You already mention this yourself, so you know it's just another coping mechanism.

    The best route is to develop structures within yourself, so you don't need a 40oz to "unwind", or pills, etc.



    AA, or other 12-step groups are a good way to test the waters of building up relational support structures without the spectre of "therapy".

    Drop in and check it out.
     
  11. Grok1122

    Grok1122 New Member

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    Yea this is the part I've never been able to do. I remember as far back as fourth grade giving up going to sleep after midnight and then just staying up reading or whatever. Had such a hard time getting to sleep back then I remember one incident in middle school where I had not slept much at all for several days I passed out standing up in the shower and even when I hit my head on the way down didn't wake up. I did wake up later when the hot water ran out hahaha.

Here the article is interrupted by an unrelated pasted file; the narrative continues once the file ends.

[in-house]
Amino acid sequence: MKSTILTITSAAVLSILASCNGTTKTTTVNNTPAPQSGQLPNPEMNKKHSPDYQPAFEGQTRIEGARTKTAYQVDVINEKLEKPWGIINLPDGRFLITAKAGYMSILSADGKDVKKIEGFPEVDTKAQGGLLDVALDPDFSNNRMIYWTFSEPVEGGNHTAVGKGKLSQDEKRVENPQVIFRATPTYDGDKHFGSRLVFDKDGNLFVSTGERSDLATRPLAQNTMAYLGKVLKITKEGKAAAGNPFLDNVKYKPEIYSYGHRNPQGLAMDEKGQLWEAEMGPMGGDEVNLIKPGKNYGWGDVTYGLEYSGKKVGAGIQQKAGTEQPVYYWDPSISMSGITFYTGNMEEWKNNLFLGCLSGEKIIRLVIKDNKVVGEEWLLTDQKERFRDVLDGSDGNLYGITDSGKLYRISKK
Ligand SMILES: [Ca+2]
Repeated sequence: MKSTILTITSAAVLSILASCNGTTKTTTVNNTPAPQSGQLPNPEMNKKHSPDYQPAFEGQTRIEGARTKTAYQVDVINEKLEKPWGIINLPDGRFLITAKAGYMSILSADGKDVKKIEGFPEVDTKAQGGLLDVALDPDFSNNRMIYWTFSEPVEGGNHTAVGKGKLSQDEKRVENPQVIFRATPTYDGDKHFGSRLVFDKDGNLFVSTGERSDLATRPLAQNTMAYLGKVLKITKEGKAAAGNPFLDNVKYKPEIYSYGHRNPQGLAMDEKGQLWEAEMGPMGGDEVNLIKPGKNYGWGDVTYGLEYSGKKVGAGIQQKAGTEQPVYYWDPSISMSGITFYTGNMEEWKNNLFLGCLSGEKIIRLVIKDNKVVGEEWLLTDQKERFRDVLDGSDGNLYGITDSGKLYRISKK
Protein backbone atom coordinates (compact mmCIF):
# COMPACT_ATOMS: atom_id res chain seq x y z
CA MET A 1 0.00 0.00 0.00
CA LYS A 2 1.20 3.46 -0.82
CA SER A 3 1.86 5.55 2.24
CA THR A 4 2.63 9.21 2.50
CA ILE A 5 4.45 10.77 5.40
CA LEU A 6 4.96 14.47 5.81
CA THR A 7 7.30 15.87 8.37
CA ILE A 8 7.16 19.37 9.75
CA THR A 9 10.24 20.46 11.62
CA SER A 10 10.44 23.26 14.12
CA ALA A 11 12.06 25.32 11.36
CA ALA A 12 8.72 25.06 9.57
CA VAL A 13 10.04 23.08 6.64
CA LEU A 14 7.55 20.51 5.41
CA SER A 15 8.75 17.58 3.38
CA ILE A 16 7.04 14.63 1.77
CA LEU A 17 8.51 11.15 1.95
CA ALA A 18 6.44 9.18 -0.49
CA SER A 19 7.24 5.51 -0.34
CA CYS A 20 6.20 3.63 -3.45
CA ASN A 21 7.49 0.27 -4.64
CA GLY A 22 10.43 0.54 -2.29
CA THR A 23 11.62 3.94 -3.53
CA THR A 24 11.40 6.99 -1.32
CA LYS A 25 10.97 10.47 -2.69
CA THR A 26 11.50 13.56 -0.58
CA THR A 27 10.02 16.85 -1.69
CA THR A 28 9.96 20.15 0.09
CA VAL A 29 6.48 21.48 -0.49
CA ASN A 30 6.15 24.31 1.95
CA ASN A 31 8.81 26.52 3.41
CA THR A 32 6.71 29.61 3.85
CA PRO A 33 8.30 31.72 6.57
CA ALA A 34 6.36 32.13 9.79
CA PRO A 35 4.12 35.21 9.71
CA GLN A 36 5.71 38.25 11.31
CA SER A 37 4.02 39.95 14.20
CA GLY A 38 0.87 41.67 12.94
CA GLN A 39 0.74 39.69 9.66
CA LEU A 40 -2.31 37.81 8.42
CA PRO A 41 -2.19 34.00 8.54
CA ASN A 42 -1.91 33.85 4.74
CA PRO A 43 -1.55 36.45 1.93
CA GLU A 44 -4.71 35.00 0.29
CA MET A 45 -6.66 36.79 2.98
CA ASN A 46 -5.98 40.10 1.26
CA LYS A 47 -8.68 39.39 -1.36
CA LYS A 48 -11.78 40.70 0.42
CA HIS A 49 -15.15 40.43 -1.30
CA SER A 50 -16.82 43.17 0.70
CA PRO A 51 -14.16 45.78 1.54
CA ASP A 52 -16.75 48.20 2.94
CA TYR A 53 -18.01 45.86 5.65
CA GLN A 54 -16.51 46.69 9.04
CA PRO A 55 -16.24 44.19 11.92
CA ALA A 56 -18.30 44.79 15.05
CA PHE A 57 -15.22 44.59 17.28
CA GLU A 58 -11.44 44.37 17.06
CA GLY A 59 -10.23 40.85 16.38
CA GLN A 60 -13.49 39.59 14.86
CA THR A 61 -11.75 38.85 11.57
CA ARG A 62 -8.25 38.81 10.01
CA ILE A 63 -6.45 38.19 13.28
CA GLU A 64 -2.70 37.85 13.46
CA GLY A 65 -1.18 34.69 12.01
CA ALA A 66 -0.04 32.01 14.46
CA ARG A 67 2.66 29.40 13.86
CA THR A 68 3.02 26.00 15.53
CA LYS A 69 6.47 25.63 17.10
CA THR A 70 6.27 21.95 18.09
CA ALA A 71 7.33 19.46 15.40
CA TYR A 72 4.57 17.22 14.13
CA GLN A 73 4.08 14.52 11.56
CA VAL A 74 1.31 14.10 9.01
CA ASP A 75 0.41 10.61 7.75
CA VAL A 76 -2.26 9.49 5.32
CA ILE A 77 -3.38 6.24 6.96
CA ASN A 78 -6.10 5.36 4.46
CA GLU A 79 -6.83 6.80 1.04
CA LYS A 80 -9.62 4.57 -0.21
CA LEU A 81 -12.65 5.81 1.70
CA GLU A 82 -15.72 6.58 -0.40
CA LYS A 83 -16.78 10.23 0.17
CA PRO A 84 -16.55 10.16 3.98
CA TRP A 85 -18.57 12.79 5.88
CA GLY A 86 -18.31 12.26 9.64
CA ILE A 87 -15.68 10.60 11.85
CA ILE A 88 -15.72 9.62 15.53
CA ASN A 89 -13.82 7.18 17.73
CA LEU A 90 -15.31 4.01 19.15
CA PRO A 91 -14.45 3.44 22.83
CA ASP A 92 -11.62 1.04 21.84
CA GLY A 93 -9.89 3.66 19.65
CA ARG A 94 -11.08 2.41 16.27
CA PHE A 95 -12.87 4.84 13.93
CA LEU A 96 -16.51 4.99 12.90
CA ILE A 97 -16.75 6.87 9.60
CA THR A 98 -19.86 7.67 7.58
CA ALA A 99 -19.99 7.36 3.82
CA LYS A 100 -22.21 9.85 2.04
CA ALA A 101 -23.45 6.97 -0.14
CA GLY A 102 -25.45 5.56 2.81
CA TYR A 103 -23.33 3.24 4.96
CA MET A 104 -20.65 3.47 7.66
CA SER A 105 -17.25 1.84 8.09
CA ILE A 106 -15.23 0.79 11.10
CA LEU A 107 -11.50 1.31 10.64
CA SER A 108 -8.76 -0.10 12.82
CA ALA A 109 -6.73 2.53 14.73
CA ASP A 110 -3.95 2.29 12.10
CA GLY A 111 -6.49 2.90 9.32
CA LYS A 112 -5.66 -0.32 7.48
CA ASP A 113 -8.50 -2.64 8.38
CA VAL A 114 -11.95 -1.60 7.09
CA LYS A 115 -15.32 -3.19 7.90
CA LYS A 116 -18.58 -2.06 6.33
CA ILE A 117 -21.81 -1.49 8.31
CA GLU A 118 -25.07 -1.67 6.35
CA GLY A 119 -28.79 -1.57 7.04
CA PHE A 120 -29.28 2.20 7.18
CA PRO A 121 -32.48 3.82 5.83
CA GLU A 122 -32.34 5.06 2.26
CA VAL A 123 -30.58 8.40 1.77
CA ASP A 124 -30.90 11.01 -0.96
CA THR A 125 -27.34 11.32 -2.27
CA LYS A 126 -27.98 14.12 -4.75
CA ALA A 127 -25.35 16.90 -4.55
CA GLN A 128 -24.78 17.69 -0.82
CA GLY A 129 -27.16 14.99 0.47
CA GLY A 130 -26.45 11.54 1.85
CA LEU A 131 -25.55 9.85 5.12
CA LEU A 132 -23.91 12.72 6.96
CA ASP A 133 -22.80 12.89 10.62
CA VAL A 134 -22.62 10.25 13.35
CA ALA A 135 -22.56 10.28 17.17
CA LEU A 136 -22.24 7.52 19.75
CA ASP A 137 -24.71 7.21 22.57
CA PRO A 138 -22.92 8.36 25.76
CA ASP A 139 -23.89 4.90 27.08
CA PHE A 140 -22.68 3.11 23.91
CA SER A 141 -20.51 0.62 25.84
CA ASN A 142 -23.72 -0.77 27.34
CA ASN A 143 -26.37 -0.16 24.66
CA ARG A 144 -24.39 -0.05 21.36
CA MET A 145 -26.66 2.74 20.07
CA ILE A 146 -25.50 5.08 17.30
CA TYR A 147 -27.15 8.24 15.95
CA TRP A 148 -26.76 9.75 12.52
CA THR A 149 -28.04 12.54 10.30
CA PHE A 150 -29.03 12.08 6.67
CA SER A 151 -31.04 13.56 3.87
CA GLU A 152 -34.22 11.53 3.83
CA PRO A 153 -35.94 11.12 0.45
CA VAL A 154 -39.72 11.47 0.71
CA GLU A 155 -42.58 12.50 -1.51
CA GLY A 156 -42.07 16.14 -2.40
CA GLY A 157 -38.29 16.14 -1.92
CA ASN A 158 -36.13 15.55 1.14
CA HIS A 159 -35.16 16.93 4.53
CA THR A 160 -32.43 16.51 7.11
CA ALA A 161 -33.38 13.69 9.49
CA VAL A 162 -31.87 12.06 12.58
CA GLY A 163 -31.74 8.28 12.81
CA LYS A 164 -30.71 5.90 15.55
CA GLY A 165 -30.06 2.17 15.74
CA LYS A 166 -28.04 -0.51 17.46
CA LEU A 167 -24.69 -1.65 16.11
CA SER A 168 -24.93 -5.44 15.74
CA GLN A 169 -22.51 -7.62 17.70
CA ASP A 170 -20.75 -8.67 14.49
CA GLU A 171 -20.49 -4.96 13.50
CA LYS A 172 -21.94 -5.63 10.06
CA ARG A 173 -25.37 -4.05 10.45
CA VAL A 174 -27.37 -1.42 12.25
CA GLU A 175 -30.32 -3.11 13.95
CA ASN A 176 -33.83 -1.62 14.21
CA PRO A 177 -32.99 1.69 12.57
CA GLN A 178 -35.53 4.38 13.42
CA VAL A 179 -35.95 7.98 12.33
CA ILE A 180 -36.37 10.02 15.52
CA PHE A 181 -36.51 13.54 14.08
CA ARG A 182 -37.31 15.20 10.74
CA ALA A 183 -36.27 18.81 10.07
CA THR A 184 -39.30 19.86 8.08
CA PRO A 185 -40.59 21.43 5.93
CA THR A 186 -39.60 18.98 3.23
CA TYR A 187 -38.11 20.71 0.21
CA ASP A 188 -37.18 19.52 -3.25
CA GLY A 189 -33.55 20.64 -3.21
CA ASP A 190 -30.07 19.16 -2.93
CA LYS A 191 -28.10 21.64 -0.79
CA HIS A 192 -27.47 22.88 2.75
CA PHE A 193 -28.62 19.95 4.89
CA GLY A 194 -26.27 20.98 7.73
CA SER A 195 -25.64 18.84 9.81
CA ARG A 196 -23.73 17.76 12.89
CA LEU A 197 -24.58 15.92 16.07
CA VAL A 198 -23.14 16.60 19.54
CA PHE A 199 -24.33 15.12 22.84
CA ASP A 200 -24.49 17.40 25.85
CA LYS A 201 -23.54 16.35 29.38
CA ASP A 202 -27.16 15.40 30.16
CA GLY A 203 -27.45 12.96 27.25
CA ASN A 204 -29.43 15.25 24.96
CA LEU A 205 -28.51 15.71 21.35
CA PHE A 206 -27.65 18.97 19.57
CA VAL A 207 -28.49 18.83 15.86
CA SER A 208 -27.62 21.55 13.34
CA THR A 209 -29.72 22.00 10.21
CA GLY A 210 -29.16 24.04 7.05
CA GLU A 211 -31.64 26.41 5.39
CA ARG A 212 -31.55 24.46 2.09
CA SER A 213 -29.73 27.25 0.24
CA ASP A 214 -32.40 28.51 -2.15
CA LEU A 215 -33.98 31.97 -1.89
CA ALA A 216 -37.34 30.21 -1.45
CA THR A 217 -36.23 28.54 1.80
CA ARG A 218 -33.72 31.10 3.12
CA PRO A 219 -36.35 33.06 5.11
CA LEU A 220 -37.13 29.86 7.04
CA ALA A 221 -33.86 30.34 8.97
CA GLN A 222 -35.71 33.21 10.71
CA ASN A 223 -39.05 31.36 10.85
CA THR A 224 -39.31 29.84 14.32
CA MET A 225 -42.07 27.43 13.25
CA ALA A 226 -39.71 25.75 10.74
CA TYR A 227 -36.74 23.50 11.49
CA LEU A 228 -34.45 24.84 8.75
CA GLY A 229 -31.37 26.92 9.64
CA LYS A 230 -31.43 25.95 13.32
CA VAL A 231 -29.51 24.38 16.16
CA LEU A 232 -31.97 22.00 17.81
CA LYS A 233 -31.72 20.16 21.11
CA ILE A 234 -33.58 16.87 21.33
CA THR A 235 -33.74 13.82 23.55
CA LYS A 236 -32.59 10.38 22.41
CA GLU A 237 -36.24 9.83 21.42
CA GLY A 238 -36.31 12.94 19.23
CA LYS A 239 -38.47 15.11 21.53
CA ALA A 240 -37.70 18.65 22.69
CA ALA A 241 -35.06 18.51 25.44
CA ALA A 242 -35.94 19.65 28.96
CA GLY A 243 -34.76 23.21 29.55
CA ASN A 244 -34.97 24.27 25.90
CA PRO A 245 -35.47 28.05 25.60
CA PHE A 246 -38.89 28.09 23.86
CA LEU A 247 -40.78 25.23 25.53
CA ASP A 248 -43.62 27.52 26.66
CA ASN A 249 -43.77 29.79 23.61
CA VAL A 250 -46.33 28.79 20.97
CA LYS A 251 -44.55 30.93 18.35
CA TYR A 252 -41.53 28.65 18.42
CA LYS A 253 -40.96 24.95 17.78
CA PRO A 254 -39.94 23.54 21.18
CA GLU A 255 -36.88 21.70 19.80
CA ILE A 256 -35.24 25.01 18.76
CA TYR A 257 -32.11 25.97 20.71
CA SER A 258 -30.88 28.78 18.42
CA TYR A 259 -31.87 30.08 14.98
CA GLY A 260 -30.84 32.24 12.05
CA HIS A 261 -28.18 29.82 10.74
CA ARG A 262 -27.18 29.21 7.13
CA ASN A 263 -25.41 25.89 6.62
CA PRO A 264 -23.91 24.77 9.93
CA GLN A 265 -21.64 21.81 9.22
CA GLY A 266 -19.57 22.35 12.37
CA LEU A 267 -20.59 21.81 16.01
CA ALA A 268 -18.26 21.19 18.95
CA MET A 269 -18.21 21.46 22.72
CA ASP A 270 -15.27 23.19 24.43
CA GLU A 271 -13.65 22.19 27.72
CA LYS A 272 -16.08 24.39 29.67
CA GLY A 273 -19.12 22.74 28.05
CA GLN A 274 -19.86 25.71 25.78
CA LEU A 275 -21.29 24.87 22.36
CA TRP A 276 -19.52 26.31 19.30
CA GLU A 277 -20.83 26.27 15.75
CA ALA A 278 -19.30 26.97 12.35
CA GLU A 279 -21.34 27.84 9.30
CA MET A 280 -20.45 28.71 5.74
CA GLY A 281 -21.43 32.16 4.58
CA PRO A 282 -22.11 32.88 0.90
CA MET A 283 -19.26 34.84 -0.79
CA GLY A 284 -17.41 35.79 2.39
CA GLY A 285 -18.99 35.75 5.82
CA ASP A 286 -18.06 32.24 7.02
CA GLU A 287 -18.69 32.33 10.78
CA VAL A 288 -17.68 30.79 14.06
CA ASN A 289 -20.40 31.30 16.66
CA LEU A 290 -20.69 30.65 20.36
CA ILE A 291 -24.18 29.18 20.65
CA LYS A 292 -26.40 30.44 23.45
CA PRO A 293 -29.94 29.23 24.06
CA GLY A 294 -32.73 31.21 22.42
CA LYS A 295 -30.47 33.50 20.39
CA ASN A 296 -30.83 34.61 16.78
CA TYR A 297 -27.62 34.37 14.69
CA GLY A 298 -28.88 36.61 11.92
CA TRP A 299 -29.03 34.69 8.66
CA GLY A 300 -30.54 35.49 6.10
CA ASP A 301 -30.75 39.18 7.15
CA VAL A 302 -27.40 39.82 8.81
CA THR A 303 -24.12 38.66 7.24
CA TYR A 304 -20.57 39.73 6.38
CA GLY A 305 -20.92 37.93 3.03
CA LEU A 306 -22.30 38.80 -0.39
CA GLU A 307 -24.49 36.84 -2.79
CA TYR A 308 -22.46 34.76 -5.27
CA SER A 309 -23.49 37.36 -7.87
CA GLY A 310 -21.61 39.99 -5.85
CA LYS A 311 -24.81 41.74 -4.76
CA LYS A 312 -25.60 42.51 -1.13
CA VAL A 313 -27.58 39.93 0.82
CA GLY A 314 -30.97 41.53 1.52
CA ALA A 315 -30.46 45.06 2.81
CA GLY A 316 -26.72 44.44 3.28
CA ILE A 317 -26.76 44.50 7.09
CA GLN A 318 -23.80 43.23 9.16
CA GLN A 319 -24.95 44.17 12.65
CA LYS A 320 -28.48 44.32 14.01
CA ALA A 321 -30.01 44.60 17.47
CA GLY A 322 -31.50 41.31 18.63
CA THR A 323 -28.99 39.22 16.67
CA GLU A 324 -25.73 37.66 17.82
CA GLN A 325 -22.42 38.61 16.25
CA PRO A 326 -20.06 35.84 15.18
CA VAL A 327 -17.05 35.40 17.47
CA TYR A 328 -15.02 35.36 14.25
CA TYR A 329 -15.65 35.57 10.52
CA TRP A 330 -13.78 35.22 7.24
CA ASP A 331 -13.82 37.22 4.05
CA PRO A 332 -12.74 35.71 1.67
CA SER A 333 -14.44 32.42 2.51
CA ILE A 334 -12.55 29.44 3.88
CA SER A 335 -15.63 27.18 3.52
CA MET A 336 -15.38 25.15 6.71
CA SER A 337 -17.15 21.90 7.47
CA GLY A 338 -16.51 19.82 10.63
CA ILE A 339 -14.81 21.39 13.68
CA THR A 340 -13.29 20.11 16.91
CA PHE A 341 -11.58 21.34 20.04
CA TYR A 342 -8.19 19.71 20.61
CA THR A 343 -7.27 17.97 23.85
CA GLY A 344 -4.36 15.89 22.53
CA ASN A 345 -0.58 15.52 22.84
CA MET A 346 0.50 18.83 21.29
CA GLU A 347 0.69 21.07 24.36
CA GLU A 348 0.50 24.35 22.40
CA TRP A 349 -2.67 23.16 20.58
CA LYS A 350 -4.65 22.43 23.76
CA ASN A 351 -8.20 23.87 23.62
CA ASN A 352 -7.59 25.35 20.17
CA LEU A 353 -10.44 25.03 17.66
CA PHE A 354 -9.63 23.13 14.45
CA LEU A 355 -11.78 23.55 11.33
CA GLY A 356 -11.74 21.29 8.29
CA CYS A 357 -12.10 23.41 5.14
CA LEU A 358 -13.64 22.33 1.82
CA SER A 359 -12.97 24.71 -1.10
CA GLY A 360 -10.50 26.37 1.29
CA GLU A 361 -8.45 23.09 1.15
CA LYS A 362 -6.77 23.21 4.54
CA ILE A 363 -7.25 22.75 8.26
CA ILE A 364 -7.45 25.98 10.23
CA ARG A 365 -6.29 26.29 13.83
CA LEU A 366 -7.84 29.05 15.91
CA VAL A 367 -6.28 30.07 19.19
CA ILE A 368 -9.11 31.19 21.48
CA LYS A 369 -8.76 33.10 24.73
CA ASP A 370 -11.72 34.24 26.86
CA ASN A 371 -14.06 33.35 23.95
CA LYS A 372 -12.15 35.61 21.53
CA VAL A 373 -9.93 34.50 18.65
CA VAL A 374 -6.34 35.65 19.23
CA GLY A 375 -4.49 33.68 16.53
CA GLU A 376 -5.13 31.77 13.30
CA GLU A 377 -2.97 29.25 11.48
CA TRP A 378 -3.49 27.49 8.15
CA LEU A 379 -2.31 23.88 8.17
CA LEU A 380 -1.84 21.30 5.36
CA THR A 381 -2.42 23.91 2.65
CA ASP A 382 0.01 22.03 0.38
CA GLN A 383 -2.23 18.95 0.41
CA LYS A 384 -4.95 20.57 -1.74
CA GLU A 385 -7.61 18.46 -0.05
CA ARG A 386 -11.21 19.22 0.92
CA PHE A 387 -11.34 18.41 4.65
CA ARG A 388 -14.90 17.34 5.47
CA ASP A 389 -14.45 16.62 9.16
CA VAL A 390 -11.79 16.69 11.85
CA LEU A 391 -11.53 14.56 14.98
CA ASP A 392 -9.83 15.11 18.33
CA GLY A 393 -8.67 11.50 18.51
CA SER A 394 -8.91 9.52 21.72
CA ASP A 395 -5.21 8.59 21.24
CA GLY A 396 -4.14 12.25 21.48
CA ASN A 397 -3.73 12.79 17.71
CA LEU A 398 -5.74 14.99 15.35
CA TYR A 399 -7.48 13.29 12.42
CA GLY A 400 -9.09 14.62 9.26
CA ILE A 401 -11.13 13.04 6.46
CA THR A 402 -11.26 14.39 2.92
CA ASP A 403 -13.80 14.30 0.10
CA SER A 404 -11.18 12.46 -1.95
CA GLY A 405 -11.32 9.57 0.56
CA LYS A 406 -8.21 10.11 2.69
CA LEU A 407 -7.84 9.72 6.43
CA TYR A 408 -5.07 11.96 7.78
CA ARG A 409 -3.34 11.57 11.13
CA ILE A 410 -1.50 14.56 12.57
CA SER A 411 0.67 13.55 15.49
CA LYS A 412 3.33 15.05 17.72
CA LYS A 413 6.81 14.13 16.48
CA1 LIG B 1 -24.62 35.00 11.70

I keep no TV or computers in my bedroom, I've done well at keeping my bed a space solely for sleep. I will exercise after work, take a hot shower, read for a couple hours (not in bed). I'll feel relaxed and ready for sleep, and once I lie down I find after a couple of hours I'm still awake.

    It really is maddening.
     
  12. ldaggerl

    ldaggerl New Member

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    Ok well maybe try reading in bed so your not getting up to get ready for bed and walking over. Also have you tried keeping a fan on or something to keep a slight noise instead of dead silence. I can't sleep in dead silence at all, I'll stay awake for hours as well. With a fan on all lights off in a dark room I'm out in 5 minutes.
     
  13. seismic

    seismic New Member

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    My "aunt" (really my mom's best friend) lived your life. She drank alone, at home, after work every night.

    She died suddenly and painfully of liver failure about 4 years ago.

    Even if it's not causing problems in your social life or at work, I can assure you it will be the source of health problems in the future.

    Helping verify your problem is a good first step.